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Global donors pledge more money for nuclear safety on Chernobyl anniversary

Ukraine has commemorated the 30th anniversary of the Chernobyl nuclear disaster. Global donors have used the occasion to pledge additional funds to help keep the area safe for generations to come.

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Ukraine marks Chernobyl anniversary

Ukraine's President Petro Poroshenko placed flowers at a memorial in Kyiv Tuesday honoring the "Heroes of Chernobyl" following the 1986 nuclear power station disaster (photo).

Church bells rang and mourners laid flowers at Chernobyl's memorial square as the clock turned 1:23 am, the time when the plant's reactor number four exploded in April 1986.

"There was crying and screaming," local pensioner Maria Urupa told AFP as she recalled the terror that struck locals as they watched poisonous clouds of radiation waft in from the plant thirty years ago.

A UN report in 2005 estimated that "up to 4,000" people could eventually perish from the invisible poison in Ukraine and neighboring Russia and Belarus.

The exact number of dead remains a subject of intense debate because the Soviet authorities kept most of the information about the disaster hidden.

Global donors

The EU was among the global donors that promised an additional 87.5 million euros ($99 million) to help secure the

Chernobyl nuclear power plant

, as the Ukrainian government began marking 30 years since the disaster.

The money will go toward the construction of a new spent nuclear waste storage facility, adding to the 2 billion euros already donated to helping clean up and secure the site. Ukraine still needs 15 million additional euros to be able to safely store hazardous materials underground.

"It's an important project for the world as well as, of course, for Ukraine and Ukrainians," said Suma Chakrabarti, chief of the European Bank for Reconstruction and Development (EBRD), the organization in charge of the project.

A tragic anniversary

The announcement came as Ukraine

commemorated

the worst nuclear disaster in history. On April 26, 1986, a failed test triggered a nuclear meltdown that sent atomic radiation billowing into the atmosphere and forced tens of thousands from their homes.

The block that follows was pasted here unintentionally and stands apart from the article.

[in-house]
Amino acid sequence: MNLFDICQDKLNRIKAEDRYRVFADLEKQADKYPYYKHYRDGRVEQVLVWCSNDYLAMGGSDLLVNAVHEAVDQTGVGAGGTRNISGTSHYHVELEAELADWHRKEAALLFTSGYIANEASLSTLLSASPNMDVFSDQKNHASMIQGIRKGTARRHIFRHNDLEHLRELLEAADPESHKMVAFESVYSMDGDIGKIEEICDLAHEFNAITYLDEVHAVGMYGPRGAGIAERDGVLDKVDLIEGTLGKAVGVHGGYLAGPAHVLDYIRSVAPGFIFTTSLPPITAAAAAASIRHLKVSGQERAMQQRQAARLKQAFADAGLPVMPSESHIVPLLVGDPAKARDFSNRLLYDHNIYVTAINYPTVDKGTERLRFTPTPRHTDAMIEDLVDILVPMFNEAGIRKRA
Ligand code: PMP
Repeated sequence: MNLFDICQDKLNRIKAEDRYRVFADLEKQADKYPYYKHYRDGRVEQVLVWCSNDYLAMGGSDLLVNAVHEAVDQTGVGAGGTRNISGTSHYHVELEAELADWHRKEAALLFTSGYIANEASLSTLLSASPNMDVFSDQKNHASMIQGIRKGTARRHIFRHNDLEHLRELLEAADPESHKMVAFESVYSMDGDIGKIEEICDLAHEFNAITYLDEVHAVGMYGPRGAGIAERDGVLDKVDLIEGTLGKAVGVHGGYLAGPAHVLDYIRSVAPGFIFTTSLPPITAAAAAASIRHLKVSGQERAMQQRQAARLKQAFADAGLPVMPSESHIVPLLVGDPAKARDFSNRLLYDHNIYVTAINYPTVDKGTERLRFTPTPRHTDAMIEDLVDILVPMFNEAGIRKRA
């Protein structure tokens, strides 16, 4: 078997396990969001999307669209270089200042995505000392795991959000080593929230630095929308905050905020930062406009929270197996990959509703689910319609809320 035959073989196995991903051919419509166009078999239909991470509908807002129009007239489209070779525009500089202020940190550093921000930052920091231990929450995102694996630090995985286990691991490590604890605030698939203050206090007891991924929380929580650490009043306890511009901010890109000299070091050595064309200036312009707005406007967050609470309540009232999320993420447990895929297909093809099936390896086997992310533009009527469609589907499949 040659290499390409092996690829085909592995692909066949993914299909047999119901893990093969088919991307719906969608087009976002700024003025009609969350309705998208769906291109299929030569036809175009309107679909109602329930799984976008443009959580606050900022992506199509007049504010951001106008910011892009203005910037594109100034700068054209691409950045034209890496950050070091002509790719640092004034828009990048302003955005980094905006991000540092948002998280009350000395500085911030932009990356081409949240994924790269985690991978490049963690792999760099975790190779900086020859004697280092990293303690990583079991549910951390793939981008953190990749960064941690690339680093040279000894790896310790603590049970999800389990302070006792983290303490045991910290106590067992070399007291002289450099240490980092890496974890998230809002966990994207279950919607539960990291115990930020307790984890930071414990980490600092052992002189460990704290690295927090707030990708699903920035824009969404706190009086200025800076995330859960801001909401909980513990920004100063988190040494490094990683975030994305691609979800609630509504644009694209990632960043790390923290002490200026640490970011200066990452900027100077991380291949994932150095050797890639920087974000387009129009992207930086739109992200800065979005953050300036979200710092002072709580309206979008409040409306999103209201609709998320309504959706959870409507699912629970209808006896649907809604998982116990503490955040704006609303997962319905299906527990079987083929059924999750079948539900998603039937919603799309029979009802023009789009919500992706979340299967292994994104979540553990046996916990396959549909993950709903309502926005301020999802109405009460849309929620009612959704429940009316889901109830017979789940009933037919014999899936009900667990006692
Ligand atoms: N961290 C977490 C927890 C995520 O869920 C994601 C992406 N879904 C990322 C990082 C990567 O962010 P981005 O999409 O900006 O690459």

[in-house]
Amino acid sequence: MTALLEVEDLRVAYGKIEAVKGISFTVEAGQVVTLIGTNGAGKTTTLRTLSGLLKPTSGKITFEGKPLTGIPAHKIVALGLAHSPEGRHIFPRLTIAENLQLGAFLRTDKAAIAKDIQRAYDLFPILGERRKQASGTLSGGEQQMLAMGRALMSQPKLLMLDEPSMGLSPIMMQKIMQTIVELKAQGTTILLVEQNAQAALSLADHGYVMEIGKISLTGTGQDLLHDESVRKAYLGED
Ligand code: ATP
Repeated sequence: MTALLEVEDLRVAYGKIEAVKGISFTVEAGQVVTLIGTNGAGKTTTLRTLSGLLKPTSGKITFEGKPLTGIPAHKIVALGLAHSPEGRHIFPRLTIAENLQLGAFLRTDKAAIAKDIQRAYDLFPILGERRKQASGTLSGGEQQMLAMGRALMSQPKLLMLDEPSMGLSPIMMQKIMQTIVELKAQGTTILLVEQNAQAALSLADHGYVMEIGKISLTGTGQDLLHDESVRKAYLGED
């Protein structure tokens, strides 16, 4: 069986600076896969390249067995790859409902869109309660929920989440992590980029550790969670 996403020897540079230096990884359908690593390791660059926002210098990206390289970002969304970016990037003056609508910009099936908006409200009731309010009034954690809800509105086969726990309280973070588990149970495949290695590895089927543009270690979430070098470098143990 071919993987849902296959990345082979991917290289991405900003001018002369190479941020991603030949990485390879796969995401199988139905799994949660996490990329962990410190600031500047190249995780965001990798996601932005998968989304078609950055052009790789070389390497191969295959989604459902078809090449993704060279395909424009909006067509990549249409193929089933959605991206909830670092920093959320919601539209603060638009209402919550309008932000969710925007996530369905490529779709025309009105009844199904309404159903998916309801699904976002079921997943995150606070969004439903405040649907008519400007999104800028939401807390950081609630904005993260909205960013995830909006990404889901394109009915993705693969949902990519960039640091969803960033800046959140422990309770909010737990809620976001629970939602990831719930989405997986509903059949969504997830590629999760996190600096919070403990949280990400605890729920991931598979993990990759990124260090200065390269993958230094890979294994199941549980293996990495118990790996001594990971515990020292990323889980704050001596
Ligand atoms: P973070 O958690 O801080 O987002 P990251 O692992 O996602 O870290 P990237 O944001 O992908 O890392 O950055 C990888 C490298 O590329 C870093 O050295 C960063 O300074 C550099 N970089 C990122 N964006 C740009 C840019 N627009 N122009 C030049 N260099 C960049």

The then Soviet-Ukraine government tried to behave as if nothing had happened in the immediate aftermath, worried that a disaster might tarnish its image. People in the vicinity of the reactor were not even told to evacuate until 36 hours after the meltdown.

The immediate meltdown and long-term impact radioactive exposure left an unknown number of people dead and sick. A controversial UN report published in 2005 put the number of dead at around 4,000.

The Soviet government drafted around a half a million civilian and military personnel, so called "liquidators," to respond and clean up the disaster. A UN Scientific Committee on the Effects of Atomic Radiation later reported that nearly 30 percent of those people died from radiation exposure.

Structure to prevent leaks

The anniversary comes as a new giant 1.5 billion euro ($1.7 billion) steel structure is set to be placed over the nuclear reactor this year to prevent leaks. The old structure was hastily put together after the meltdown, prompting concern its collapse could create another disaster.

More than 40 governments contributed to the giant steel dome, which will protect the 2000 tons of radioactive uranium inside the reactor for the next 100 years.

The dome, even if it lasts a century, is a temporary solution in terms of radioactive half-lives. A 2,600 square km (1,000 square miles) radioactive no-go zone remains around Chernobyl.

The Chernobyl disaster sparked an entire anti-nuclear and environmental movement, while leading to a halt in new nuclear power construction in many countries. As a result, some current nuclear power plants have

aging nuclear reactors

built in the 1960s and '70s.

The UN atomic watchdog used the anniversary to warn of "complacency" in nuclear safety. Even after improvements in safety following the 2011 Fukushima disaster in Japan, IAEA head Yukiya Amano said on Tuesday that the take away from both disasters "is that safety can never be taken for granted."

Another scare

Ukrainian President Petro Poroshenko claimed Tuesday that Russia nearly caused a new disaster reminiscent of Chernobyl by waging war near a power plant in eastern Ukraine.

"Let us not forget that hostilities were held several hundred kilometres from the power plant in Zaporizhia," Poroshenko said in his speech Tuesday.

Moscow has repeatedly denied Kyiv's accusations that it has provided active troops or weapons to the rebels.

blc/cw/jr/jbh (dpa, AFP, Reuters)

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